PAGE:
7 Ways to Be Decisive Without Being a Jerk
Confidence and correctness are not connected.
No one wakes up in the morning with the intention of failing during the day.
Decisiveness thinks it’s right when it’s wrong.
7 ways to be decisive without being a jerk:
#1. Stick with your expertise.
You better know what you’re doing if you’re decisive. We often succumb to expertise creep. Remember that an expert in one area is ignorant in many areas.
#2. Respect the horses in the barn.
If the barn is full of plow horses, find a field to plow.
You can whip a plow horse all you want, but he’ll never win the Kentucky Derby.
Never let the horses you wish you had prevent you from honoring the horses you actually have.
#3. Force yourself to seek advice.
Decisive leaders feel they know when they don’t.
Seek advice from someone who seeks your best interest and is willing to hurt your feelings.
#4. Practice timely optimism.
Goals about dieting should be made when your belly is growling.
You need realism when choosing goals and optimism when implementing. An optimistic goal-setter is doomed to disappointment and frustration.
People who aren’t climbing the hill underestimate the difficulty of climbing the hill.
Do a premortem after choosing a goal.
#5. Focus on what, not how.
Don’t be decisive about everything. Decide on what to do. Let competent others decide how to do it.
If you’re decisive, learn to shut-up and step back.
#6. Take responsibility for disappointing results.
A decisive leader who blames others for failure earns disengagement from the team.
#7. Learn to develop people.
Decisive leaders often struggle to develop people.
You might slow down a bit and bring others into the decision-making process. It will be good for you and you may develop others.
What decision-making suggestion seems most relevant to you?
What suggestions do you have for decisive leaders?
Did you see Friday’s post? HINGES OF DESTINY: DECISION-MAKING FOR LEADERS
Bonus article: The Effective Decision (HBR)
What a goldmine of wisdom nuggets! There is so much here I am going to use. #2 uses the horses in the barn setting to perfectly explain several important principles. Thanks for starting my Monday morning on the right track.
Thanks Jackie and best wishes for a great week.
I would like to fully agree with Jackie! This is packed with great wisdom.
Thanks Ron. Be well
Before making a decision, it’s important to separate and consider the “must have info/data” from the “nice to have info/data.”
These days leaders will never have perfect data but they still have to make timely decisions.
Thanks Paul. So true. Perhaps when data is inadequate and decisions need to be made, it would be good to make a short-term decision if possible. Cheers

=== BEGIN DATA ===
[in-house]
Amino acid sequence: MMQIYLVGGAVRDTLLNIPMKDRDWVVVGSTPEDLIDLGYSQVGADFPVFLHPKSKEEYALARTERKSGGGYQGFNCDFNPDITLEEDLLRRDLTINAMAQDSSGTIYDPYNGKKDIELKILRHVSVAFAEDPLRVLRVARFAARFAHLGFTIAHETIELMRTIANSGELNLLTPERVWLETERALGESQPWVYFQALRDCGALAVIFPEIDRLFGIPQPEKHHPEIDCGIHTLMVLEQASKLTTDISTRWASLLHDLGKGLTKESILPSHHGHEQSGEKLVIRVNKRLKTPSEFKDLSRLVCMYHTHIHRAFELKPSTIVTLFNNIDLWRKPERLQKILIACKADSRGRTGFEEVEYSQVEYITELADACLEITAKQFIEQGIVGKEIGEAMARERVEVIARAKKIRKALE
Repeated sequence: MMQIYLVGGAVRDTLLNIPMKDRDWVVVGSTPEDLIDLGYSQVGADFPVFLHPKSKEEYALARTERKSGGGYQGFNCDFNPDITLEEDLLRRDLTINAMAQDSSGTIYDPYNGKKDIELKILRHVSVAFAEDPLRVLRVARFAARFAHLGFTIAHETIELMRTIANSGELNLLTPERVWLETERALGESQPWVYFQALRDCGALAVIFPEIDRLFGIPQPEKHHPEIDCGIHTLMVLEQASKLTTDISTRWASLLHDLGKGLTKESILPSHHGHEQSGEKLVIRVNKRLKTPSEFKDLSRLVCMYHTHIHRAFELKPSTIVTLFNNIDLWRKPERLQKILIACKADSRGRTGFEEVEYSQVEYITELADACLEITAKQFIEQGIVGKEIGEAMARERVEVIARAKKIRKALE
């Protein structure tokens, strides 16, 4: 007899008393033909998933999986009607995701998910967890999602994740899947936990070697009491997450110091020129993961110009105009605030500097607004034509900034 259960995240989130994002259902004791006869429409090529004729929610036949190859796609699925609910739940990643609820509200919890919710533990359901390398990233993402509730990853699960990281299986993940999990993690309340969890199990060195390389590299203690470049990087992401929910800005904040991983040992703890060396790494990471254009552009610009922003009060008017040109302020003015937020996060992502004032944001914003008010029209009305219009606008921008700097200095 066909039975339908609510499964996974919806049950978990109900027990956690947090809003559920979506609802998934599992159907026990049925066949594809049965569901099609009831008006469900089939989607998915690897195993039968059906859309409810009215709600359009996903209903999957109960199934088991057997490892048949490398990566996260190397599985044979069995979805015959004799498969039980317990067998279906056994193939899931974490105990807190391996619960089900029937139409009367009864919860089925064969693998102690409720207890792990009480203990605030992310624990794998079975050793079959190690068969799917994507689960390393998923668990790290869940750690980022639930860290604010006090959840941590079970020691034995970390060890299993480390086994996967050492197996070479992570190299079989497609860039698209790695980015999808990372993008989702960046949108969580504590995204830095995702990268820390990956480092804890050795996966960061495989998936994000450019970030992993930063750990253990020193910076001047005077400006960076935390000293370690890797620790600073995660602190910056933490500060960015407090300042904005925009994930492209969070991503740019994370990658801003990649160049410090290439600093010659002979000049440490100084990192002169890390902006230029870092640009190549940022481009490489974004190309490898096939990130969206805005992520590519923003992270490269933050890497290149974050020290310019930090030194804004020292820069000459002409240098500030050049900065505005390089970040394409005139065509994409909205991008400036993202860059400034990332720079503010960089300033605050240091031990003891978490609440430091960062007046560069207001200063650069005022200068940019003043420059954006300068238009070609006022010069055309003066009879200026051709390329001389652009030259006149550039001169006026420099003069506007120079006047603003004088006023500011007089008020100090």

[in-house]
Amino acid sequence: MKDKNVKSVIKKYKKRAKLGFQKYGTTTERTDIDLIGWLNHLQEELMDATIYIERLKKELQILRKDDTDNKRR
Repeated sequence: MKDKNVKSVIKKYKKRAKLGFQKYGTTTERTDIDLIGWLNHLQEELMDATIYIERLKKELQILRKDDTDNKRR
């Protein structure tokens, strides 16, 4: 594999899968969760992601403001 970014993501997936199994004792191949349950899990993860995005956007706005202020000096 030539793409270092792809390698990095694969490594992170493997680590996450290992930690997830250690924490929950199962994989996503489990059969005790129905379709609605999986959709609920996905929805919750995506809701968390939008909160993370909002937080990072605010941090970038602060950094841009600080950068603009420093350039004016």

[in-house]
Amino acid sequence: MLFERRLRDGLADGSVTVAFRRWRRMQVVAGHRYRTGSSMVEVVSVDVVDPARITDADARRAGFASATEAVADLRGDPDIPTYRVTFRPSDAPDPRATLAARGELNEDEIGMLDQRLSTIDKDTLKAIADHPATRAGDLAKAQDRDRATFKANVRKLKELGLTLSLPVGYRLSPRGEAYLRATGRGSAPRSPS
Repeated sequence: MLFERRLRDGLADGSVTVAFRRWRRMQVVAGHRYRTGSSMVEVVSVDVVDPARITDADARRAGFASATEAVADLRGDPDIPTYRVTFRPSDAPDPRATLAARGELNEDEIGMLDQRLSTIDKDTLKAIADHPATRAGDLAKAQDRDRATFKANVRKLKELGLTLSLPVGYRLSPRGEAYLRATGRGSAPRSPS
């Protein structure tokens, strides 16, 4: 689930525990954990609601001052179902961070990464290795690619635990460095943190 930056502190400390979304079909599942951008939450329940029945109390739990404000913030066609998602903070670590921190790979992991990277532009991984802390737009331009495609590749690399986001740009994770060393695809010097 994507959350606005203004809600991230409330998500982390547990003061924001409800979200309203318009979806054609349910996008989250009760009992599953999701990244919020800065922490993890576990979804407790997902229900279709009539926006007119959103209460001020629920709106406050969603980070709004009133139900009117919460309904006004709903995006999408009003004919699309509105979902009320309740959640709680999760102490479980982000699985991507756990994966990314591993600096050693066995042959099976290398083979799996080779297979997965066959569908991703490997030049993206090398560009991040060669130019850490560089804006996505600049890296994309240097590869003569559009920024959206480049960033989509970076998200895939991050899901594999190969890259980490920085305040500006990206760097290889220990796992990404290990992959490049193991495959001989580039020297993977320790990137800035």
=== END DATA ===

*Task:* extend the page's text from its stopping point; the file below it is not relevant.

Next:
Good advice for me when my “Patton streak” shows up, and for those I serve. I need to be that “person who has their best interests at heart and is willing to hurt their feelings.”
Thanks Wretch. Yes, it’s an interesting tension between tender and tough. If you ask me the ultimate character strength is being tender and tough. We tend to migrate to one or the other, but the secret sauce is expressing them together, if that is possible.
Relating this to the well-known Myers-Briggs TI psychology, the decision to be “tender” would translate to “Feeling,” and “tough” to “Thinking,” in the type indicator profile. So, indeed, it’s not a simplistic black/white type of decision to be made most of the time in this life, based as it is on this one dimension of a decider’s inherent decision-making make-up: primarily either Thinking or Feeling-based, the latter of which could mean being “tender” but also what may be viewed conventionally as being unfair, i.e., not following the established rules — e.g., advancing the career of a member of a traditionally “underserved population.”
When it comes to one’s “approach to life” or “how to live one’s life” — another dimension of the type indicator — you are, according to the MBTI, either a Perceiver or a Judger. The latter is the ostensible bad guy, since none of us like to be judged; the former, more mellow, leaving “time to think about it,” “to be fair,” and to remain open in his/her options to changing circumstances.
The problem comes in that we as a society are still tied, inextricably it seems, to the WWII military model of needing to “take the hill” and “seize the fort” immediately. IMHO, this is psychotic when it relates to normal life. If you haven’t seen the WWII film “The Thin Red Line” — not a great movie — but it well illustrates my point about war-time decision-making in the character of the star-studded general, played by Nick Nolke, dressing down the major and demoting him for failing to achieve his objective — because he had the “inner-direction” to see it as suicide for his men. In time of war, perhaps the general was correct in his decision. It’s just brilliant.